Monday, January 7, 2013

Housing Bubbleoney


I am now convinced that we will never hear the end of housing bubble speak. The premise is now as firmly entrenched in popular consciousness as carbon emissions and TMZ. It has taken the form of idolatry in the blogosphere, where any countervailing narrative is demonized. It has catapulted university dropouts into media darlings because of a hackneyed webpage and an opinion. It has been tarted up by so-called experts who predict impending doom year after year, despite being completely wrong every time.
 
Now, I’m not wearing tinted glasses. Housing markets go up and they go down. However, my point is that sharp and significant declines in home prices are usually created by massive economic shocks, like the 21 per cent mortgage rates and recession of 1982. Yes, there can be short-term speculative bubbles that fl oat back to earth after the circus leaves town, but home prices in Vancouver, for example, have been incongruous with other Canadian markets for decades.

The big test was 2008. That was the year of the doomsayers, when the largest financial crisis since the Great Depression besieged us and the collateral damage hurled us into a global recession, one from which we still

haven’t fully recovered. The airwaves were all a buzz with end of the world prophets and those predicting home prices would be chopped in half, at least. It was going to be the big one! The housing market had gone through a significant inflationary period leading up to 2008. Unlike today, speculation was clearly evident. Accusations abounded that Vancouver was overvalued, unsustainable and frothy. One financial institution even had a publication called Housing Bubble Watch, now defunct, in which Vancouver was always the straw man.
 
So what happened? Home prices fell 15 per cent from peak to trough, but that was short-lived. Indeed, once the clouds of uncertainty dissipated only a few months later, buyers came back in droves. 

The most dramatic turnaround ever recorded occurred in Vancouver during 2009, when the year began with 1980s level consumer demand and ended with sales tracking near record levels. Prices came right back to where they were before the crisis, and have stayed there, for the most part, for the past three years. If such a severe financial crisis and global recession couldn’t trigger a meltdown of the housing market or pop any asset balloon, what could?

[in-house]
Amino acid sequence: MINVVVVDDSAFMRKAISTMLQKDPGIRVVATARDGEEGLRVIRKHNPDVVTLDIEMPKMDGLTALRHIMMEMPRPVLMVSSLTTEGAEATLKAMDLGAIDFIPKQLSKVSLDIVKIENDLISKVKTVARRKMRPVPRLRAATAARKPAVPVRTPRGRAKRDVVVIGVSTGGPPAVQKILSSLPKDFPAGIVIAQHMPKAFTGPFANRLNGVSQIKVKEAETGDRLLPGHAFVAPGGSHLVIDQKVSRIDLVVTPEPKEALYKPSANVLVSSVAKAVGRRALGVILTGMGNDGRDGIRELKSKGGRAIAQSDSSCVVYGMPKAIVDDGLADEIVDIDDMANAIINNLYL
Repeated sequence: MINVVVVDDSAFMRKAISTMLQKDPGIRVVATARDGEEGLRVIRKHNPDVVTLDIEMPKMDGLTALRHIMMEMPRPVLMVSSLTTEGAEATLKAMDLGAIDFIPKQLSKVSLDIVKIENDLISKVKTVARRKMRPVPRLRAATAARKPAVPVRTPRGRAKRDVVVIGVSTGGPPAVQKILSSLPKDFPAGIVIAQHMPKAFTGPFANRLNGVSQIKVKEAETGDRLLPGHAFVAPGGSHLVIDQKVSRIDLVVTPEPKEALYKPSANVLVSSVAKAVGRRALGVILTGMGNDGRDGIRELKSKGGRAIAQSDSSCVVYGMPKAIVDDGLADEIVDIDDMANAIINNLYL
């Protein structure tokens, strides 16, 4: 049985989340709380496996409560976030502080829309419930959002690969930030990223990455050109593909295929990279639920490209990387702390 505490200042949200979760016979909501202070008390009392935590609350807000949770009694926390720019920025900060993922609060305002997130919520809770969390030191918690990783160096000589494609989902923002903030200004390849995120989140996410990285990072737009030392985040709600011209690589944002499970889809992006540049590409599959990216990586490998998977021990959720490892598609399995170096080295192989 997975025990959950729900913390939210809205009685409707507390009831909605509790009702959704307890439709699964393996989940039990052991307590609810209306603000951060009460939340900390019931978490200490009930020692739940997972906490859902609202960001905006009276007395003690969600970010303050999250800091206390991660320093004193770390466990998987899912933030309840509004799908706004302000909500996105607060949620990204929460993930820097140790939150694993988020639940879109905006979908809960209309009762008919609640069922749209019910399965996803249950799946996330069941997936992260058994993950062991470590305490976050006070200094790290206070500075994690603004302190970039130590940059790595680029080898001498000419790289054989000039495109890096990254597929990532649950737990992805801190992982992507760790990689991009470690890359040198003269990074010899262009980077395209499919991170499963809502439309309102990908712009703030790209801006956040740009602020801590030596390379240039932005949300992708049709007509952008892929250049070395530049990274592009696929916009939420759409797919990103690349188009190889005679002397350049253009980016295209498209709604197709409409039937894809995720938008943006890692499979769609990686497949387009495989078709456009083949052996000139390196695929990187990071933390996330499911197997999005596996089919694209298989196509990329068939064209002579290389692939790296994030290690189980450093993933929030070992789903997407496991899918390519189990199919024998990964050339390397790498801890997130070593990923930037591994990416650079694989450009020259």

The main misconception about housing markets is that they behave like the stock market. They don’t. Bad news can drive stocks lower in a matter of seconds, whereas homes are relatively illiquid; they take a long time to sell and have higher closing costs. In addition, owner-occupiers typically don’t speculate with the family home. In times of hardship, the home is typically the last thing to go. Instead, they hold off on other expenditures like lattes, movie tickets, new TVs and vacations. 

 In a market that has a well-diversified economy and expanding population, fire sales are extremely uncommon. Unless there is household financial catastrophe on a large scale, potential home sellers simply wait until market conditions improve. 

I write this piece as home sales in Vancouver and many other markets stagnate and homes prices tread water (see the Canadian Real Estate Association’s Multiple Listing Service® Home Price Index for an accurate reading). I have no doubt that the voices of impending doom will soon renew their bellicose refrain. Perhaps their tea leaves will be right this time and the market will indeed collapse, leaving homes selling for 50 cents on the dollar. I’d put my money on that refrain continuing for a long time to come.
 
By Cameron Muir, BCREA Chief Economist
Copyright BCREA -reprinte with permission

1 comment:

Philip Sarsons said...

Certainly the fundamentals haven't changed in our global economic situation, so naturally prices in all appearances have "recovered." But actual price discovery is buried underneath mountains of money printing. Unprecedented money printing. Beyond that seen in Weimar or France when currencies collapsed. To define the success or failure of this issue, we have to recognize the root of the problem which is occurring globally, and this is the driver of constant growth written directly into the fabric of our currencies. That nothing else on our bio-sphere behaves this way, there is an implied limit. To find a true price discovery, the real nature of our 'stagflation' either needs to be revealed, or, in time, it will be revealed. That is, countries around the world are not in financial crisis, but in a currency crisis. What consumes the currency will be affected by it.